PRIOR TO this disrupted and somewhat confusing campaign, the past two seasons saw the same league champions across the “big five” leagues in Europe – domination by the rich and advantaged, namely Manchester City, Paris Saint-Germain, Bayern Munich, Juventus and Barcelona. It was seen as affirmation the game had become predictable, stale and lacking in competitiveness.
Manchester City, for example, were being tagged the “best ever” Premier League side and although some pundits wondered whether teams like Barca and Bayern might be entering transition, the 2018-19 season induced a little yawn in many people. Meet the new champions, same as the old champions. It was the first time the five leagues had replicated their winners’ podium as a bloc in the modern era.
This season, there could be a 40% shift as Liverpool – the latest “best ever” Premier line-up – have ended City’s run at the top and Real Madrid may well be La Liga champions. City were the only club to retain their title in England since Manchester United achieved that feat in 2008 and 2009. Since then, the past 10 years have seen the Premier become one of the most open leagues in terms of champions – five since 2010-11: United, City, Chelsea, Leicester and Liverpool. The Spanish league, for all its focus on the Barca-Real rivalry, has changed hands in six out of nine seasons, and if Real are successful in 2019-20 it will be seven in 10.
The real problem lies in France, Germany and Italy, where PSG, Bayern and Juve have won seven, eight and (most likely) nine titles respectively in 10 years. It’s not rocket science to work out the dominant clubs are also the richest, most influential and backed by wealth, power and muscle. It is a similar scenario in most countries across Europe.
Just look at the roster of league champions that have been crowned so far in 2020 – Red Bull Salzburg, Ferencvaros, Ajax, Zenit, Celtic, Red Star Belgrade, Slovan Bratislava, Shakhtar Donetsk, Slavia Prague and Dinamo Zagreb – these are all clubs that have retained their titles. In Portugal, Porto are about to dethrone Benfica, one of the few big leagues where the champions are not identical to 2018-19.
Not all climbing – an example of 50 years of gates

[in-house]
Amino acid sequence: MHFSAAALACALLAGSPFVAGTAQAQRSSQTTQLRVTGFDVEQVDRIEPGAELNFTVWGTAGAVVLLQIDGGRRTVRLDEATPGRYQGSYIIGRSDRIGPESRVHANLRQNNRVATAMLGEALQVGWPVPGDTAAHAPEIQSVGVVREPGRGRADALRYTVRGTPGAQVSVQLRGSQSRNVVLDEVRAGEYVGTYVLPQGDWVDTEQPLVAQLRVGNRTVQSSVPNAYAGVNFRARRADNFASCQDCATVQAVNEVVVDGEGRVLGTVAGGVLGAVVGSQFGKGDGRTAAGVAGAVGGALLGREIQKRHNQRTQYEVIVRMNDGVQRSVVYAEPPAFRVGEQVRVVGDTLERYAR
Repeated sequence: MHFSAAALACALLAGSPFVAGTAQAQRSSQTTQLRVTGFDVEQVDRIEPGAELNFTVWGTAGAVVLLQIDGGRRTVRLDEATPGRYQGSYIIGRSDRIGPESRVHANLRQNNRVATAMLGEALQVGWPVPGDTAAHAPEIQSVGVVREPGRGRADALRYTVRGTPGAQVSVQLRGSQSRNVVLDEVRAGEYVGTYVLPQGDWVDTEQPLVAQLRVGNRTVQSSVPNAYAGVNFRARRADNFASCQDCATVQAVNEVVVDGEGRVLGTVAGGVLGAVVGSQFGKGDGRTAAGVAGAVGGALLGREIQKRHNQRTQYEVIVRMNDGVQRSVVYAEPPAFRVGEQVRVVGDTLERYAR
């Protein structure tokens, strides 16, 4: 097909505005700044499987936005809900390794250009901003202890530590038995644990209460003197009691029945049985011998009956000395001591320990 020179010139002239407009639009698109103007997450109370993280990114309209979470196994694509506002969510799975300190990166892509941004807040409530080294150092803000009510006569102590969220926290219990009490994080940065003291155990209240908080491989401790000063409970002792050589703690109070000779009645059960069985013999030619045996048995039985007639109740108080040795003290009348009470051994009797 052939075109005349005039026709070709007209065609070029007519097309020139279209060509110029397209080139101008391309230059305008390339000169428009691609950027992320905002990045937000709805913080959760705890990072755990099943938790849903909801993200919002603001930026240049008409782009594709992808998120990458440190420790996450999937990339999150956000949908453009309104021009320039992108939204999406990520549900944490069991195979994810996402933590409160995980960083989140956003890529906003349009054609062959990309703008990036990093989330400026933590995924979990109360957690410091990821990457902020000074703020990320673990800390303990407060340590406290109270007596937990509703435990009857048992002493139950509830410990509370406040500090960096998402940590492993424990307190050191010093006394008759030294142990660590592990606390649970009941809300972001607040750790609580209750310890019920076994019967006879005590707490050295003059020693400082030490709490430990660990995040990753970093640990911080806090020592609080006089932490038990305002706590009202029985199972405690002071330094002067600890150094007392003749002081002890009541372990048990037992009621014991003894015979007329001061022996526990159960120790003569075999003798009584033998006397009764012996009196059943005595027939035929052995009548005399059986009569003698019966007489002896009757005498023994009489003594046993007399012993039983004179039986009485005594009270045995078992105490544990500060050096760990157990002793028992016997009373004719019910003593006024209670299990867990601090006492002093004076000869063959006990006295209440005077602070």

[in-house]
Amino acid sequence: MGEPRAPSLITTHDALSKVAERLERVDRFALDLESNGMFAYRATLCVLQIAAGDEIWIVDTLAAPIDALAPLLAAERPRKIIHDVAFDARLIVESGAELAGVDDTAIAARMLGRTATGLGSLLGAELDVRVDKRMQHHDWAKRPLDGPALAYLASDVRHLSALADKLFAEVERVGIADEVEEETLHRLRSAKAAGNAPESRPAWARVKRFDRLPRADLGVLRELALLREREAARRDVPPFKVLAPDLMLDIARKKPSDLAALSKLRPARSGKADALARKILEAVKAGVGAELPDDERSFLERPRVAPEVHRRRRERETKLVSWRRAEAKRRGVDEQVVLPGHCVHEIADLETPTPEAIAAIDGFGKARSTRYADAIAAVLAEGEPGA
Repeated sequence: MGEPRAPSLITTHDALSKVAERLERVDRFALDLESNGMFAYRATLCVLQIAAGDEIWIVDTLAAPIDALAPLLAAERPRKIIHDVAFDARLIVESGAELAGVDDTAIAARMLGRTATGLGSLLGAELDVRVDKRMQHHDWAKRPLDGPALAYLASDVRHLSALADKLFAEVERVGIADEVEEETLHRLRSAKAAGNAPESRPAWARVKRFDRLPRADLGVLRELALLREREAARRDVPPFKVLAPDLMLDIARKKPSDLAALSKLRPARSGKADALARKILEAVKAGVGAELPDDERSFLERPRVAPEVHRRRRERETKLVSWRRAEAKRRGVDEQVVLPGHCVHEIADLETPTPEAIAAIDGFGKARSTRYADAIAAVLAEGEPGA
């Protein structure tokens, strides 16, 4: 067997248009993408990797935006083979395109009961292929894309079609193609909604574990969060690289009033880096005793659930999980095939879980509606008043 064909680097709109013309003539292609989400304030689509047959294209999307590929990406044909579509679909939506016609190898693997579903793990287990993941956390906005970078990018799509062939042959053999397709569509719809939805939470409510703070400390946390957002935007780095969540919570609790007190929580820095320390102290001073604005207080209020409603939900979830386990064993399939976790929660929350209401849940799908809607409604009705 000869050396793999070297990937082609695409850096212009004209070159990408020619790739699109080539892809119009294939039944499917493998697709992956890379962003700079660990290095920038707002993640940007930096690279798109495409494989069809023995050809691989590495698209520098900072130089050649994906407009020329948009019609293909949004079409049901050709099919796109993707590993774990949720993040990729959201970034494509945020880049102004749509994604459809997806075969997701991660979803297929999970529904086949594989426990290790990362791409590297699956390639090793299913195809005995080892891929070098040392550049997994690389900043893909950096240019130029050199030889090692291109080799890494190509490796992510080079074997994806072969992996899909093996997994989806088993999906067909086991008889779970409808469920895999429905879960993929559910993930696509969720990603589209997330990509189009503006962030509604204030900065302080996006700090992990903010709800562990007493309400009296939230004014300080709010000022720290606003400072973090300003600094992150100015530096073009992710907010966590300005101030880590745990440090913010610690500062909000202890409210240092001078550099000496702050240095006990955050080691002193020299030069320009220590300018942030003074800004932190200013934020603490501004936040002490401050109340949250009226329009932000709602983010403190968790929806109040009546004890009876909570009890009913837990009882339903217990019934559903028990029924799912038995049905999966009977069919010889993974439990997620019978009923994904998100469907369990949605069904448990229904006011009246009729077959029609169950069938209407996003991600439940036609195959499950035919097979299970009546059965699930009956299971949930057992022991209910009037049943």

We hear many complaints about the way the big clubs from the top leagues are monopolising the European game, but is it really any different across any leagues? Admittedly, it’s at a different level, but every country has its driving forces, from Linfield and the Red Imps in Northern Ireland and Gibralter respectively, to Shakhtar Donetsk and Dynamo Kyiv in the Ukraine.
The game has always been about winners and losers and the consistent victors have the cash, the strugglers simply do not have the resources. Imbalance has become part of 21st century football, but the enduring charm of the sport and its ability to produce shocks and setbacks and make people dream, retains the public interest. In this age of hegemony, crowds have rarely been better in some top leagues, but at the same time, the creation of uber-clubs and super leagues has left behind some nations’ domestic programmes, particulary those from former Soviet states and others in eastern Europe.
Number of champions in 10-year period
Notes: While English football has become polarised, the scale of the league has meant there are more candidates for success than other big leagues today. Spain, meanwhile, has become a three-club state rather than two and France has created its first super club. Italy has seen traditional giants struggle to move into the 21st century, with Juventus rising to the top once more. Germany has also become less competitive, with Bayern Munich’s dominance showing no sign of easing up. * League not finished in 2019-20.
Money buys success at all levels, from the humble non-league club that finds a way to pay extra cash to players without the burden of tax, to the big-time corporate club that uses offshore accounting and sophisticated financial tools to benefit its pampered stars. The current football world may have moved beyond the realms of the people’s game in so many ways, but at the end of the day, all clubs are on the same hamster’s wheel, all trying to be successful, all willing to push the boundaries, and all yearning to be the club that can attract star players. And, although many clubs will deny it, most secretly hope that one day, a rich man with deep pockets drives into their car park and offers them the world and Lionel Messi. That way, they can compete. It’s not necessarily right, but that’s football life.